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Weinberg-Gordon Bill To Extend Deadline For Tax Appeals After Revaluation Approved In Committee

Measure Would Empower Taxpayers to Appeal Massive Tax Hikes Due to Revaluation

TRENTON – A bill sponsored by Senators Loretta Weinberg and Bob Gordon which would extend the deadline for taxpayers to appeal their property assessment under a municipal-wide revaluation was approved by the Senate Community and Urban Affairs Committee today by a vote of 4-0, with one abstention.

“New Jerseyans face some of the highest property taxes in the entire nation, and unfortunately, due to cuts in State aid to municipalities, may see their tax bills going higher still,” said Senator Weinberg, D-Bergen. “We need to give these hard-hit taxpayers an opportunity to appeal when they believe their taxes have been unfairly increased. If we’re ever going to do something about the affordability crisis in New Jersey, we must first make sure that taxpayers have the means and the opportunity to appeal unfair tax hikes.”

“During these tough economic times, we’ve seen more and more taxpayers exercising their option to appeal local tax increases,” said Senator Gordon, D-Bergen. “However, in the case of a revaluation, the local taxpayer may not yet know the impact on their property taxes, and may need more time to prepare an appeal. In these cases, it’s incumbent on the State to give due deference to the property taxpayers who are already paying some of the highest taxes in the country.”

The bill, S-861, would change the deadlines for property taxpayers to appeal after a municipal-wide revaluation or reassessment has been implemented. Under the bill, taxpayers would be able to appeal any increase in their taxes on or before May 1 following a revaluation, or 90 days from the date on which the taxing district sent out their bulk notification of assessment, whichever’s later. Under current law, property owners only have until May 1 to file an appeal after a municipal-wide revaluation, but the sponsors argued that deadline may be too short for property owners still trying to understand the impact of revaluation.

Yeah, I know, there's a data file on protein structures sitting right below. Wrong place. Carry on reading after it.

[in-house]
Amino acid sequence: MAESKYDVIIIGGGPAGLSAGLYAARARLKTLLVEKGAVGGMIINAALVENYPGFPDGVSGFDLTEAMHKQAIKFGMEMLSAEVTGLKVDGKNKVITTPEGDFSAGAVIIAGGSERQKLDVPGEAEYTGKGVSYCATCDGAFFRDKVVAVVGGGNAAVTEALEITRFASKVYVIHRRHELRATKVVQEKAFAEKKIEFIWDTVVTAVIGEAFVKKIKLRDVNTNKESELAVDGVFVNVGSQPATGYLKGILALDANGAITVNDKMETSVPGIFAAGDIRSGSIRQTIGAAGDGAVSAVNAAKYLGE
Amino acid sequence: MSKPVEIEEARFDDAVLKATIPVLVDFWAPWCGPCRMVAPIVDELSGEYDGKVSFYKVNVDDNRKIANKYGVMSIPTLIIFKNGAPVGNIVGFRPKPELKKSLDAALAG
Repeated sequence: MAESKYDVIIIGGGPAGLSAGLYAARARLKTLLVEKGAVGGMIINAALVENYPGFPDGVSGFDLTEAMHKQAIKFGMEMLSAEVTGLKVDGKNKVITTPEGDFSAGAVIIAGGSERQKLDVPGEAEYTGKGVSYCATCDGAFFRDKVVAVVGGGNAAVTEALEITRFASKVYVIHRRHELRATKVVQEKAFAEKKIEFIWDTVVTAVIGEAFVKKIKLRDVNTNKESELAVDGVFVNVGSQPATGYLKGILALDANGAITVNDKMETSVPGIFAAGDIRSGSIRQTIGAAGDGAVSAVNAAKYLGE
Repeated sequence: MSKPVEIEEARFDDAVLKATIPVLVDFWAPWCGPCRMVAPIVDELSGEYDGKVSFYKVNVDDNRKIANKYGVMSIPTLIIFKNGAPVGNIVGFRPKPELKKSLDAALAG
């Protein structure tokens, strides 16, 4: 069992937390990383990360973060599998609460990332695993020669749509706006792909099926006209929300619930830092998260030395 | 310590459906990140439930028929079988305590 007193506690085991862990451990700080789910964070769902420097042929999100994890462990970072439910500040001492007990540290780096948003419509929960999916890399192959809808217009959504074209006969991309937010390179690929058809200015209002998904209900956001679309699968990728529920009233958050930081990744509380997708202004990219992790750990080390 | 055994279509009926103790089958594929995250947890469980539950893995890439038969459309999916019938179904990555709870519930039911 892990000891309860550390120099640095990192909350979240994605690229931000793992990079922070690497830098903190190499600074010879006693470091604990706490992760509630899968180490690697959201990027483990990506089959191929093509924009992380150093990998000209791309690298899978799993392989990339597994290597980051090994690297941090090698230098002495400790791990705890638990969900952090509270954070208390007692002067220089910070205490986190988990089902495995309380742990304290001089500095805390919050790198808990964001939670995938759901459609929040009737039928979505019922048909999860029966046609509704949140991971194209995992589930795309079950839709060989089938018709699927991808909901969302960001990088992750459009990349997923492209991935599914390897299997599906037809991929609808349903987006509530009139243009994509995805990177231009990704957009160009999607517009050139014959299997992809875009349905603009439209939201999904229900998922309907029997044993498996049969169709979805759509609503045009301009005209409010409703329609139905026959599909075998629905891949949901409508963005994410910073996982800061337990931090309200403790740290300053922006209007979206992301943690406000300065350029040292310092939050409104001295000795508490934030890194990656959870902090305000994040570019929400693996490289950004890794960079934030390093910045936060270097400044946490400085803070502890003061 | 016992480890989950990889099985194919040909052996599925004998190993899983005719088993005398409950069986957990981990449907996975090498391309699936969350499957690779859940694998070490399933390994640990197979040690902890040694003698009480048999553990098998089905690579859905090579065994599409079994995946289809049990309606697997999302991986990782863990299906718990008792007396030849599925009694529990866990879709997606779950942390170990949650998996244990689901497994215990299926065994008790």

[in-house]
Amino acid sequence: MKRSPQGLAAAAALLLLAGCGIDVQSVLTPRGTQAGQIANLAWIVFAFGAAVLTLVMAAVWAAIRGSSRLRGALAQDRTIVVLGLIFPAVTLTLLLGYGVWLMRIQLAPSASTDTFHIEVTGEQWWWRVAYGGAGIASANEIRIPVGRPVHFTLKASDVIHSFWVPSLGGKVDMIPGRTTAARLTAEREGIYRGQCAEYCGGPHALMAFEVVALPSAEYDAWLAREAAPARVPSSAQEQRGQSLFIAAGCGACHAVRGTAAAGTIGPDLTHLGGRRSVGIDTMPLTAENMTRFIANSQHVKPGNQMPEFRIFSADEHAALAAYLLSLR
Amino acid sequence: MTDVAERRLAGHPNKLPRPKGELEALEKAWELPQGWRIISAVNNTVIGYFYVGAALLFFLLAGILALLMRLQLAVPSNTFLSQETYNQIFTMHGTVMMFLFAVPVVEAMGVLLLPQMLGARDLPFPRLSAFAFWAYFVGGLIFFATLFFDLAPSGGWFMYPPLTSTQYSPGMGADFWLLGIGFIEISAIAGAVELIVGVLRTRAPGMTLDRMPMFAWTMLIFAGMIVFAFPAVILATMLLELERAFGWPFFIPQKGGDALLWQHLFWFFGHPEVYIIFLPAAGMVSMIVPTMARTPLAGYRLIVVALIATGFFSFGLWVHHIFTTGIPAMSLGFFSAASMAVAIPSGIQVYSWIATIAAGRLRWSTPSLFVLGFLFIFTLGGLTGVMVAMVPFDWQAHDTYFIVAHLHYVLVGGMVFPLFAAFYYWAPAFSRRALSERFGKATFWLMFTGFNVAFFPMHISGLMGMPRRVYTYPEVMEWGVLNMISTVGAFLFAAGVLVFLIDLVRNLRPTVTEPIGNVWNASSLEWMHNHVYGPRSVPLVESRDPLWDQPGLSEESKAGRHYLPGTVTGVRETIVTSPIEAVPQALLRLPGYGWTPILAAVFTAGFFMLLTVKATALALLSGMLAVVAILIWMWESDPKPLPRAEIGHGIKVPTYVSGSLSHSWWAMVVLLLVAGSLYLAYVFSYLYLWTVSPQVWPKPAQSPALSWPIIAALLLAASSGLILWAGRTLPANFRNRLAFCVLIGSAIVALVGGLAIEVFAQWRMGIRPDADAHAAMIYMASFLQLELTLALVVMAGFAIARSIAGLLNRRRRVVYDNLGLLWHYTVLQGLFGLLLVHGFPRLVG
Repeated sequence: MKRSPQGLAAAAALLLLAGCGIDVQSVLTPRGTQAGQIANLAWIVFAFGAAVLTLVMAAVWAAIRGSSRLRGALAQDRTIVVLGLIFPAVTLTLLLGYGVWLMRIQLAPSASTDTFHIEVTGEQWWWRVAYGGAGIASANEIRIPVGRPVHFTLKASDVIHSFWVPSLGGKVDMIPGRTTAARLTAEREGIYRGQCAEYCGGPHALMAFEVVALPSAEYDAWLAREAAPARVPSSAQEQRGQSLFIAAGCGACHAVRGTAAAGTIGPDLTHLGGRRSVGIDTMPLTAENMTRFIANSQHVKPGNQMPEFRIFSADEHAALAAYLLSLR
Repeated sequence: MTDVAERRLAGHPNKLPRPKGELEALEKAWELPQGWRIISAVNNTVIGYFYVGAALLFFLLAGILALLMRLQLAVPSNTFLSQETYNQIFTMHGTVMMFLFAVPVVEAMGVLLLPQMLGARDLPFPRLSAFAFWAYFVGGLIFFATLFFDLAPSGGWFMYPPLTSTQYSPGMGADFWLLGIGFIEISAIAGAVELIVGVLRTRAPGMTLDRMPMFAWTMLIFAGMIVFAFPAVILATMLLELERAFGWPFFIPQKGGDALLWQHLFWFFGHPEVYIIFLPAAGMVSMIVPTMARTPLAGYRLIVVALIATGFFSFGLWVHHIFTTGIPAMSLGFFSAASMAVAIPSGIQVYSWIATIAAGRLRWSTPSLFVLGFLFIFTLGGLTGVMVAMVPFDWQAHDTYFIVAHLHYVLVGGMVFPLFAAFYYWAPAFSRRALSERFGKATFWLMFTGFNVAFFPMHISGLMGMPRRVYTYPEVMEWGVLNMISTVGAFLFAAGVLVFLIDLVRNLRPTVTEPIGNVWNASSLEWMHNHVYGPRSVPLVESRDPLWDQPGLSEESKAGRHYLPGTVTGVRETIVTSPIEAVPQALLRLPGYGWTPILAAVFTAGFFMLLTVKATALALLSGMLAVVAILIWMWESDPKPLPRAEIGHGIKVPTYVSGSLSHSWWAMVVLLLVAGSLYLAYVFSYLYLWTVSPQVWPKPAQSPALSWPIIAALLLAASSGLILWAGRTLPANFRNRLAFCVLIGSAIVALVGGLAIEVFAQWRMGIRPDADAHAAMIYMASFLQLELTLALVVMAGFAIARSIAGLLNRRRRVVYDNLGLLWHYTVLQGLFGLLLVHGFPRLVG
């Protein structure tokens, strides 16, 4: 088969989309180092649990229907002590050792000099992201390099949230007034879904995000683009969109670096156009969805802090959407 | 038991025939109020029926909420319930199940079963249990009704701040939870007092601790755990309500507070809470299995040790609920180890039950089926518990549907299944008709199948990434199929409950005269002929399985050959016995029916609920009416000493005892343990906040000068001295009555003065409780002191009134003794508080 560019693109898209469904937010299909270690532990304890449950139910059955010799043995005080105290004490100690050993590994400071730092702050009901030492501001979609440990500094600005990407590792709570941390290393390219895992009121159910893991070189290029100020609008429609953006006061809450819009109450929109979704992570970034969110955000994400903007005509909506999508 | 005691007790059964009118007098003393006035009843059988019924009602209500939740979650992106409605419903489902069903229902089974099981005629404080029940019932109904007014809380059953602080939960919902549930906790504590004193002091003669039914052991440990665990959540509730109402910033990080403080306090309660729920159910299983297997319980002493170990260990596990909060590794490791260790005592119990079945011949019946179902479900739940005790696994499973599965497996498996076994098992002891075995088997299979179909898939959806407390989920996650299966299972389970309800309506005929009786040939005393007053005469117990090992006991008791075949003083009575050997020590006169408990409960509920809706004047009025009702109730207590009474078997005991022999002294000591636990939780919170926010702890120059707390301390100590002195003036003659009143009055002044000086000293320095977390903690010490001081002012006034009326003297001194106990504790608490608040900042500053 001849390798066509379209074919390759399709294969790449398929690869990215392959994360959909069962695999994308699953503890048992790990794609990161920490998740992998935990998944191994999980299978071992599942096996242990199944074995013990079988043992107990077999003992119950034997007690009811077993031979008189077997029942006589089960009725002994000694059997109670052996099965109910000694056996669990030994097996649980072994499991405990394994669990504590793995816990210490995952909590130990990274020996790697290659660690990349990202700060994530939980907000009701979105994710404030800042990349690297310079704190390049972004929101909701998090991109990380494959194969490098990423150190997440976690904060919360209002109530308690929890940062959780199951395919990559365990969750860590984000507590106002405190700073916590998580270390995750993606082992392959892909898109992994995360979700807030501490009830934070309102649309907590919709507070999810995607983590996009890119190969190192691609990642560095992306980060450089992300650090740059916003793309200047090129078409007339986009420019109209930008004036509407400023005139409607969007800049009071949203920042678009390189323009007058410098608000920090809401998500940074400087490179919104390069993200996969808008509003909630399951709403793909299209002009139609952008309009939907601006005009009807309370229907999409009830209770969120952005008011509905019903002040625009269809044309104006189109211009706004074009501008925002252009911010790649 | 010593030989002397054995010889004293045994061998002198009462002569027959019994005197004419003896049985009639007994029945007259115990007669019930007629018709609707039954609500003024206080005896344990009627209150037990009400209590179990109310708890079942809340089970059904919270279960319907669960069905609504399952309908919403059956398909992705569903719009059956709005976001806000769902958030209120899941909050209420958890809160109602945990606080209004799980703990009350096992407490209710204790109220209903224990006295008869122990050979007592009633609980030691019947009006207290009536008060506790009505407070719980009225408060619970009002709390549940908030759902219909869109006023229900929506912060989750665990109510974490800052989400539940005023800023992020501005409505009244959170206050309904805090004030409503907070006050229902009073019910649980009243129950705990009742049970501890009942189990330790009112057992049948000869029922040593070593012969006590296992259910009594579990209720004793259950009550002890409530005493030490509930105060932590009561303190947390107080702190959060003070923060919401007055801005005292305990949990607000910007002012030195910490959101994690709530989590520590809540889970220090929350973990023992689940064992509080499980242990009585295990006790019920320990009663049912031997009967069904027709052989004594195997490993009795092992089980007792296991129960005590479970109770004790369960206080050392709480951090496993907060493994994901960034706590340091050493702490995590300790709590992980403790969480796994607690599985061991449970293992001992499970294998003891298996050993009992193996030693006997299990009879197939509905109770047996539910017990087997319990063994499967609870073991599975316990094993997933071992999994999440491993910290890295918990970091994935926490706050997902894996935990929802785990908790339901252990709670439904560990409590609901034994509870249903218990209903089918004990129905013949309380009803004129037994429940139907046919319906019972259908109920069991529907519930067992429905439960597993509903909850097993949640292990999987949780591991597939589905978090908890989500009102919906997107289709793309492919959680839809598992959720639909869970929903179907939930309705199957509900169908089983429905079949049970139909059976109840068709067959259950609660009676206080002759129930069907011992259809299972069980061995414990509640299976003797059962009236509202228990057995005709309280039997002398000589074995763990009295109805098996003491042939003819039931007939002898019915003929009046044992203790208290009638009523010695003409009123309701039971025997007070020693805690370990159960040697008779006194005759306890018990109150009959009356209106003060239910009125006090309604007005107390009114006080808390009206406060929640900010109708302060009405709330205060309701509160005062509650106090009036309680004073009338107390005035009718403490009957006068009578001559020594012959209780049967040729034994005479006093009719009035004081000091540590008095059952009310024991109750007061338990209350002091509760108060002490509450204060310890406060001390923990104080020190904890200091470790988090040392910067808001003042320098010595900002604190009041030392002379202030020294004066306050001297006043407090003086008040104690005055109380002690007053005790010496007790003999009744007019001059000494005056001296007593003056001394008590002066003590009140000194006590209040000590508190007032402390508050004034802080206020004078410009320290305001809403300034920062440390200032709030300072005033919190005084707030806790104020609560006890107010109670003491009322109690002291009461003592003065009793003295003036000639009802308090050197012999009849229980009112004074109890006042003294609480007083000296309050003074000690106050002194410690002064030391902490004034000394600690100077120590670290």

“This is a simple matter of fairness to taxpayers who need to have the opportunity to appeal overly burdensome tax hikes,” said Senator Weinberg. “It might not be immediately apparent what the bottom line impact of revaluation is, and this bill provides extra time for appeals for those who need it.”

“At the end of the day, taxpayers deserve a voice in the revaluation process, and that’s why the appeals mechanism is in place,” said Senator Gordon. “However, if we don’t give property owners adequate time to avail themselves of the appeal process, we’re doing them a great injustice in the State of New Jersey.”

The bill now heads to the full Senate for consideration.

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